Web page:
Once Jesus’ ministry begins, the Gospel of Luke thrusts us into the deep end of Jesus mission. We see Jesus teaching, healing, working miracles, rebuking religious authorities, and so much more. Each story is so rich that we might lose perspective on what God is doing through Jesus. We want to sharpen up the focus so that we don’t lose sight of what Jesus’ activity is all about: the mission of God in the world.

You can follow along with the series via our web-site, our Vimeo page, our Facebook page, or by downloading the Eastbrook Church app.

7 on Multiplication (discussion questions)

becoming-7-series-gfx_app-squareHere are the discussion questions that accompany my message, “7 on Multiplication,” which concluded our series, “Becoming 7,” this past weekend at Eastbrook Church.

Discussion Questions:

  1. Who has been one of your biggest influences, mentors, or encourages in life? Why have they been so important to you?
  2. This week we continue our “Becoming 7” series by looking at the importance of multiplying leaders for the sake of God’s kingdom work. We will look at three examples from Scripture on this. As you begin your study, ask God to speak to you about His kingdom and purposes in the world.
  3. Let’s turn our attention to the life of Moses. First, what do you know about Moses’ life and work? Now, turn to Exodus 18 and read it aloud. What is the situation? What is Moses’ problem and how is it affecting the people?
  4. In Exodus 18:13-23, what does Jethro, Moses’ father-in-law, suggest Moses do and why would this be helpful for Moses and the people?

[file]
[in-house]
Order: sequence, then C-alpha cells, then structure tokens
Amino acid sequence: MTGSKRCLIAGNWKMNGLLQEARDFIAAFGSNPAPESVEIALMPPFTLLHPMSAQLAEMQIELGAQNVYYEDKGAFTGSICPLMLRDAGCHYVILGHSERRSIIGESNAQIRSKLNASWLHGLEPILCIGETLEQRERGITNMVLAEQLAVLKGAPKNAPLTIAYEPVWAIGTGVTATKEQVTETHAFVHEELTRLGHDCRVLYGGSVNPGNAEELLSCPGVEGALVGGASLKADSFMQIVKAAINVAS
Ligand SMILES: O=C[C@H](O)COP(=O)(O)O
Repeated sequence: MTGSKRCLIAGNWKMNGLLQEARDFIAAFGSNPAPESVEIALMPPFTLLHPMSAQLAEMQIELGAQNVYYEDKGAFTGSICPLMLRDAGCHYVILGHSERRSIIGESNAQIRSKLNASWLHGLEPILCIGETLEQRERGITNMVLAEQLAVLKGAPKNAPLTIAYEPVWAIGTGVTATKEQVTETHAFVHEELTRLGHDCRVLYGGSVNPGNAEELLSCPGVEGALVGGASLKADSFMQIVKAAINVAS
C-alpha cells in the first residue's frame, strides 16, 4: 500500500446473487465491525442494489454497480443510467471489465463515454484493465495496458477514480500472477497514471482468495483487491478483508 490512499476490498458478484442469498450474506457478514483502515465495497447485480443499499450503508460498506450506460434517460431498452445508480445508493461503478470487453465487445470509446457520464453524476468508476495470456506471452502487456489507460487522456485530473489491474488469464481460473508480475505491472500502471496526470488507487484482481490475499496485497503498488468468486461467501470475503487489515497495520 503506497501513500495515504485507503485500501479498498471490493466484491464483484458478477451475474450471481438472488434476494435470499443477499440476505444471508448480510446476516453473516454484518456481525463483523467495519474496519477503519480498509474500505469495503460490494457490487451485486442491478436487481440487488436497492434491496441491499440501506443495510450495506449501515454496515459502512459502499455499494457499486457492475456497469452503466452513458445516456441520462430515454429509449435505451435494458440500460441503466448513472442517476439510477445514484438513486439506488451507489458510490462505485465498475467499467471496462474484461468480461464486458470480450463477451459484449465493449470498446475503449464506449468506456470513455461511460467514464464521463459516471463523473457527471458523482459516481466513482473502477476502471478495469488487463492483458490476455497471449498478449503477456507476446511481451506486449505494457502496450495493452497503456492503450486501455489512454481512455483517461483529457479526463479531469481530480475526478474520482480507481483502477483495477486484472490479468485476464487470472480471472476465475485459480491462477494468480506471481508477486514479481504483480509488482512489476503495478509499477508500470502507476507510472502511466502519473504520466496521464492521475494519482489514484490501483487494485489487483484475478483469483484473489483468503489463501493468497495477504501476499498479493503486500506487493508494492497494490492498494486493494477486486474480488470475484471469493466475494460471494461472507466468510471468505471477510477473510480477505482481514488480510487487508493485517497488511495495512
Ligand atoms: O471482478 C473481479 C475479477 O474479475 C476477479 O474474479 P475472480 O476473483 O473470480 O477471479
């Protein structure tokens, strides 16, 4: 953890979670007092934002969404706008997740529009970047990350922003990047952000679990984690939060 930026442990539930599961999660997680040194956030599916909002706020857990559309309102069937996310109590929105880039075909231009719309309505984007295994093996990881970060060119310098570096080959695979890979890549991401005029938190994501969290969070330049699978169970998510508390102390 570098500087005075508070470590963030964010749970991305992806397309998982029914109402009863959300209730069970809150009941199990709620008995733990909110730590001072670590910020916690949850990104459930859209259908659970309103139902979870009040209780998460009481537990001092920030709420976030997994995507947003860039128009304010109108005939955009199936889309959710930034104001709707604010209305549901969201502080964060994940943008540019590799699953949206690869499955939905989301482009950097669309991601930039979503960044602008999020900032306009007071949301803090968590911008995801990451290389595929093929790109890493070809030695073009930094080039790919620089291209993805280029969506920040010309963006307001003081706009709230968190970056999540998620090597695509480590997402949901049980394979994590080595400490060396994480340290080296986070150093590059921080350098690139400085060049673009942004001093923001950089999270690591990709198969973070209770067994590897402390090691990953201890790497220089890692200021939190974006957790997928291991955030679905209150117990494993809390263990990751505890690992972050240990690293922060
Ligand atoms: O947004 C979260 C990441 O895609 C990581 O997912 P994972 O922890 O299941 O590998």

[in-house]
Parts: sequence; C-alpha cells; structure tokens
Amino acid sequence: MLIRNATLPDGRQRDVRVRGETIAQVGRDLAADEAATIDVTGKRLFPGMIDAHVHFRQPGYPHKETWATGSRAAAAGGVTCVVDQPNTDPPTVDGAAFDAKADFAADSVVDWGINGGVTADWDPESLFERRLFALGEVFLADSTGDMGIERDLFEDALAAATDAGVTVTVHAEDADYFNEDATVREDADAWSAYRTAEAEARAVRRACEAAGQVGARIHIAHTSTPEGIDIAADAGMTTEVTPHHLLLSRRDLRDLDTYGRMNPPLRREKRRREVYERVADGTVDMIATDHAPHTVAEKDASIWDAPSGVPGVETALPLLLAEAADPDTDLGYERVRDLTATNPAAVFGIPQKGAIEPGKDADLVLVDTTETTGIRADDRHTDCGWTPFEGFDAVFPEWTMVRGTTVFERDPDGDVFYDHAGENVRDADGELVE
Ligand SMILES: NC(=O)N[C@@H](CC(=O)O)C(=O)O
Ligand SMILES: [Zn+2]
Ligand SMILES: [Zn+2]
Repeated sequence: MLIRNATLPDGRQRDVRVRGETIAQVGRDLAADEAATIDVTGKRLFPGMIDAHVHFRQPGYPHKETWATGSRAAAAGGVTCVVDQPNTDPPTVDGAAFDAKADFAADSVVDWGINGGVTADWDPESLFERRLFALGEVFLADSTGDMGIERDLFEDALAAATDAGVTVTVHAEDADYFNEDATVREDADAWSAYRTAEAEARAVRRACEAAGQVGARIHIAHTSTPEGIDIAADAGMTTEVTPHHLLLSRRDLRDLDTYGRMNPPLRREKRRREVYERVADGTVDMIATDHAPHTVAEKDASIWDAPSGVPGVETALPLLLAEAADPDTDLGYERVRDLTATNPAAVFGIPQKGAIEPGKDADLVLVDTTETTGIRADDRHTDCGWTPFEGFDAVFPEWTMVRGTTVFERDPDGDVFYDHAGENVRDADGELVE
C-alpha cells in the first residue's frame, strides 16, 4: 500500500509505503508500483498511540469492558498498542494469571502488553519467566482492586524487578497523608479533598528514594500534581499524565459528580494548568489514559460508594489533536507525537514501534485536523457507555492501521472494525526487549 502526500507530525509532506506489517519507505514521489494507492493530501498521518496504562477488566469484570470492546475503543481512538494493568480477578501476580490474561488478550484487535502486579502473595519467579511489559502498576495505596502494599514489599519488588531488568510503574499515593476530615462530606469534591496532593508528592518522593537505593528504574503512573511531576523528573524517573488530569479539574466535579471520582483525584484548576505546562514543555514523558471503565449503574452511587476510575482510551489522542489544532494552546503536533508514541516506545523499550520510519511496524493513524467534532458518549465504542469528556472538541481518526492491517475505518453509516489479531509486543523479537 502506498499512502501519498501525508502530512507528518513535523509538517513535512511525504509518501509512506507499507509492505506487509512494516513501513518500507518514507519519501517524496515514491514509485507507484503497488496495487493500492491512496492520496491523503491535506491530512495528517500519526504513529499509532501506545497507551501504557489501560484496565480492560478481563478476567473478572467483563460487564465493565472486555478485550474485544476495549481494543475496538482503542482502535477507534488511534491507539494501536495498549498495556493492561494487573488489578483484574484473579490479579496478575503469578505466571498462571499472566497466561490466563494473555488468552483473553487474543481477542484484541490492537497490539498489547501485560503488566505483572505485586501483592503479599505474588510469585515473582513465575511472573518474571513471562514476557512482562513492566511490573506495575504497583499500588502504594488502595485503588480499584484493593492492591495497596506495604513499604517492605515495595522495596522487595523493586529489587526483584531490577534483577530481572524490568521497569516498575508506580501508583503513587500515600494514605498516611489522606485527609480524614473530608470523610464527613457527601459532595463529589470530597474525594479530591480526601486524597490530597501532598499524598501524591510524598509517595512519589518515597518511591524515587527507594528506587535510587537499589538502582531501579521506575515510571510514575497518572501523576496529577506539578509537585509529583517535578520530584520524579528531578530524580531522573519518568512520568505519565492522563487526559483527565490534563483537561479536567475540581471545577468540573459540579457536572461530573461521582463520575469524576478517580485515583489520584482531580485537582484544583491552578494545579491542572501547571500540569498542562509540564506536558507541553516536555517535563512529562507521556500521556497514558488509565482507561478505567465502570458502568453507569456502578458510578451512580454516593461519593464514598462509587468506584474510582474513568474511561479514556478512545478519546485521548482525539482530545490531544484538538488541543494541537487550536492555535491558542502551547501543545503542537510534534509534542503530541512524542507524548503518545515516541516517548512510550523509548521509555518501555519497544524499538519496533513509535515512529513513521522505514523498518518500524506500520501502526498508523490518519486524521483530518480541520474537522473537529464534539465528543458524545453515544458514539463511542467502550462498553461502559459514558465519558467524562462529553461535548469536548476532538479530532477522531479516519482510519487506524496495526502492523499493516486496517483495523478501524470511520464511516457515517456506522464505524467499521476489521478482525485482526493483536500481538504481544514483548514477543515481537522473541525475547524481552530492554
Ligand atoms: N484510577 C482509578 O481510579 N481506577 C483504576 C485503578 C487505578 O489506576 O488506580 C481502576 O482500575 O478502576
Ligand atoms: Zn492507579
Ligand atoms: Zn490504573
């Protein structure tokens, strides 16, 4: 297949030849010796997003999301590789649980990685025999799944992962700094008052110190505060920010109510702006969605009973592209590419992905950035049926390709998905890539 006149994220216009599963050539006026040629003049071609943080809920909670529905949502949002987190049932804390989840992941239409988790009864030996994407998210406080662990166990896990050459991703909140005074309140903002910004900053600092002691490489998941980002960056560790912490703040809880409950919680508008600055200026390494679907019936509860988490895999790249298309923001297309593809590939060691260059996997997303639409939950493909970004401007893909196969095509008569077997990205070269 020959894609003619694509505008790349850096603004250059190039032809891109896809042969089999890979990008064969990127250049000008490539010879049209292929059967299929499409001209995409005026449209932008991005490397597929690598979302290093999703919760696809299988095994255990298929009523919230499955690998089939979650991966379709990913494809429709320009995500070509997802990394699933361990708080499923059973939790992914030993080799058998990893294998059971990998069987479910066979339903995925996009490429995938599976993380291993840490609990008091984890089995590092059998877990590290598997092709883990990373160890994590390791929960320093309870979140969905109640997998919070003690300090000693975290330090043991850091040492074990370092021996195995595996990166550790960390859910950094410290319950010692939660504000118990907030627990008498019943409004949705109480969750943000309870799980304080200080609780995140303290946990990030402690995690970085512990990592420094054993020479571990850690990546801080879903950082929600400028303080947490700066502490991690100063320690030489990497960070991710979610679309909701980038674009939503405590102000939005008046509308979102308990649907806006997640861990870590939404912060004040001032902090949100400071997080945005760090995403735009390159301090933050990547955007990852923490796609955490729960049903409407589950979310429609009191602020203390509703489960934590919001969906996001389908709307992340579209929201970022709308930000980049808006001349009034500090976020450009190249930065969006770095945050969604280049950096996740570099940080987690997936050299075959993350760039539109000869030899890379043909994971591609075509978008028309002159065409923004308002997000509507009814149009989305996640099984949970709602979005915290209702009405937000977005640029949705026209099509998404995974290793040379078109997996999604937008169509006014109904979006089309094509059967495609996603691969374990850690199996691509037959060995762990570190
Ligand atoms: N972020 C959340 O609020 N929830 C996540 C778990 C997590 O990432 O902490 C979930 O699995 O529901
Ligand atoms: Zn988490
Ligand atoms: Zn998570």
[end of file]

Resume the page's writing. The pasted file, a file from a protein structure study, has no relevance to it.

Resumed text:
5. How does Moses act on this here (18:24-27) and beyond (Numbers 27:12-23)?
  6. Now let’s look at how Jesus lives out this same principle of leadership multiplication. Read the following passages and summarize what Jesus was doing in each of them:
    • Luke 5:1-11, 27-32
    • Luke 6:12-16
    • Luke 9:1-6
    • Luke 10:1-20
    • Luke 24:36-39; Acts 1:4-8
  7. How would you summarize Jesus’ approach to multiplying ministry leaders?
  8. As we continue in the life of the early church we see a similar approach at work in the Apostle Paul’s ministry. Read Acts 20:4-5 and reflect on what we know about these men with Paul and what this tells us about what Paul is doing.
  9. Paul summarizes his principle of leadership multiplication in 2 Timothy 2:2. Read that aloud and restate it in your own words.
  10. Who are you developing in your life as a disciple or ministry leader? Write their name here: ___________________. How can you become more intentional and responsive to the Holy Spirit with that individual or those individuals? If you do not have anyone at this time, begin to pray that God would move you out to pour into someone else. Whether on your own or with a group, take some time to pray based off of what God was speaking to you during this study.